Bobby "The Brain" Heenan -- (born November 1, 1943-died September 17, 2017 as Ray Heenan, in Chicago, IL) is a legendary color commentator and wrestling manager, best known for his work in American Wrestling Association, World Championship Wrestling, and especially, the World Wrestling Federation.
Bobby Heenan came to the WWF in 1984, where he quickly established The Heenan Family (or "Heenan's Stable" as Gorilla Monsoon insultingly referred to them). Heenan was obsessed with taking the WWF World title from Hulk Hogan during his first reign as champion. He managed men like Big John Studd, "Mr. Wonderful" Paul Orndorff, King Kong Bundy, Ken Patera, Rick Rude, and even Andre The Giant into title matches against Hogan, but none brought a championship to Heenan's name. Until WrestleMania V when Rude defeated Ultimate Warrior for the WWF Intercontinental championship. During Rude's reign, his Brain Busters (Arn Anderson & Tully Blanchard) won the WWF Tag Team Championship from Demolition. Unfortunately, Rude lost his title at SummerSlam '89 and Busters dropped their titles shortly thereafter. Heenan teamed Andre The Giant with Haku as the Colossal Connection, and they defeated Demolition to regain the titles until WrestleMania VI when Demolition reclaimed the belts. After that match, Bobby Heenan blamed Andre The Giant for the loss, foolishly slapping him across the face which caused The Giant to maul Heenan in the ring.
Bobby "The Brain" Heenan bounced back quickly, thanks in large part to his acquiring the "perfect" protege: Mr. Perfect. Perfect won the WWF Intercontinental championship with Heenan's assistance, and he reigned for the better part of the next 12 months, during which time Heenan became unwillingly engrossed in a feud with Big Boss Man after Rude abandoned him and left the WWF. As a result of the beatings he sustained from Big Boss Man, Heenan retired as a manager in 1990, turning over the "family business" to The Coach (not Jonathan Coachman) and Heenan became a full-time "broadcast journalist," a role he had been doing part-time for several years already.
In 1991, Bobby Heenan pulled off the ultimate coup the next year, bringing "The Real World's Champion" Ric Flair into the WWF. He managed Flair for a few months, but his body couldn't take the travel (or rather, his body couldn't keep up with Flair's lifestyle) so he assigned Mr. Perfect as his in-ring advisor. Heenan cheered Flair to his Royal Rumble victory, as well as his feuds with Randy Savage and later Mr. Perfect before Flair left the WWF. At the end of 1993, Heenan let his WWF contract expire and he retired.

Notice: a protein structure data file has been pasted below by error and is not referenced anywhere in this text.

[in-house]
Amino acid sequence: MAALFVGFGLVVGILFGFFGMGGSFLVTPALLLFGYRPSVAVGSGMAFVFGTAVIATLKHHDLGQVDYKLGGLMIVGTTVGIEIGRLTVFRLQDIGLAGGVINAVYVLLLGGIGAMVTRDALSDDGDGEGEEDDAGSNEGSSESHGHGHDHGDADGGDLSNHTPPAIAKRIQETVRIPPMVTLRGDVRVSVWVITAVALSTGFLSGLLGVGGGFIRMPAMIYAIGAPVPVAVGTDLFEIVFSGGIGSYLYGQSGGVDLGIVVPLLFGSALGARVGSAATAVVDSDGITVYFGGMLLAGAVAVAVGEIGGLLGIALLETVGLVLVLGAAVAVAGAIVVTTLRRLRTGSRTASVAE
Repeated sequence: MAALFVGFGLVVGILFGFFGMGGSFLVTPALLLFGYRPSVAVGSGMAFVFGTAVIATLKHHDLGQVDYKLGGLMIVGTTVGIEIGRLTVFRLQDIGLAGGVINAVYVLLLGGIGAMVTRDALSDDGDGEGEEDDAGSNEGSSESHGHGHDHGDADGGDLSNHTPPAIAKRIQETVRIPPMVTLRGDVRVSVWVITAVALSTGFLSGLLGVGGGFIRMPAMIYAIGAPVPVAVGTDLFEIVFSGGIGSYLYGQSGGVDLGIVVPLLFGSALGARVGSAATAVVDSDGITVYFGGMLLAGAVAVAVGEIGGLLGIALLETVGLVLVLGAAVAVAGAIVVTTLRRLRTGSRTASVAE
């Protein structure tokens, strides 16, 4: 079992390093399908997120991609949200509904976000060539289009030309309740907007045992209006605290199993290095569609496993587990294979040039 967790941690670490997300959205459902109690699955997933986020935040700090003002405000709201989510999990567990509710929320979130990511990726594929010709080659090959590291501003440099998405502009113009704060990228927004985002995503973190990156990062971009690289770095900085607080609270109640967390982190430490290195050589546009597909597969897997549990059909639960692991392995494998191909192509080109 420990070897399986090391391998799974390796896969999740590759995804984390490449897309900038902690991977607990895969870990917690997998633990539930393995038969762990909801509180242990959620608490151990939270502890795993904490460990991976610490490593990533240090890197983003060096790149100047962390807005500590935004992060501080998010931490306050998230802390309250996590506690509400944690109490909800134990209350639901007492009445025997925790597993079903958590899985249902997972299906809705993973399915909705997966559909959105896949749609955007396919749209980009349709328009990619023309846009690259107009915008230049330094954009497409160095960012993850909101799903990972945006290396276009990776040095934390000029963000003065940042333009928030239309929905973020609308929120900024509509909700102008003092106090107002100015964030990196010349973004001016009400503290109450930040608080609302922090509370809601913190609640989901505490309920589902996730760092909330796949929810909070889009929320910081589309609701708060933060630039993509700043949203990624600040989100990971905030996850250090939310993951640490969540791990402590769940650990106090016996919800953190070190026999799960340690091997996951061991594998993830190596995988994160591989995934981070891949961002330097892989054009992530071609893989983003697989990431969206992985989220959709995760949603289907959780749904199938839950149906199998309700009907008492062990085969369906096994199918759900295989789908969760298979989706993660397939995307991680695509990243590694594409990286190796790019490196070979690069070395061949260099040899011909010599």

Shortly thereafter, Eric Bischoff came a-courtin, and he made Bobby Heenan a very lucrative offer with minimal travel since Heenan lived on the east coast and WCW did almost all of its television in Florida, at least until WCW Monday Nitro grew in popularity. Heenan worked in WCW through the rest of the Monday Night Wars (although, he was never shy to voice his preference for the WWF overall to third-party press).
Having managed Ric Flair & Arn Anderson in the WWF, Heenan returned ringside for one match in 1996 when he managed the Four Horsemen at Great American Bash against NFL greats Steve "Mongo" McMichael & Kevin Greene. Aside from that match, Heenan stayed out of the storylines in WCW and he was used strictly as a broadcast journalist.
After the WWF purchased WCW, Heenan retired. He loaned his voice to Acclaim's Legends of Wrestling: Showdown video game and he made regular appearances at WrestleMania for many years until his health issues got the best of him. His last WWE appearance was in June 2007, voicing his opinion on Vince McMahon for a three-hour special RAW.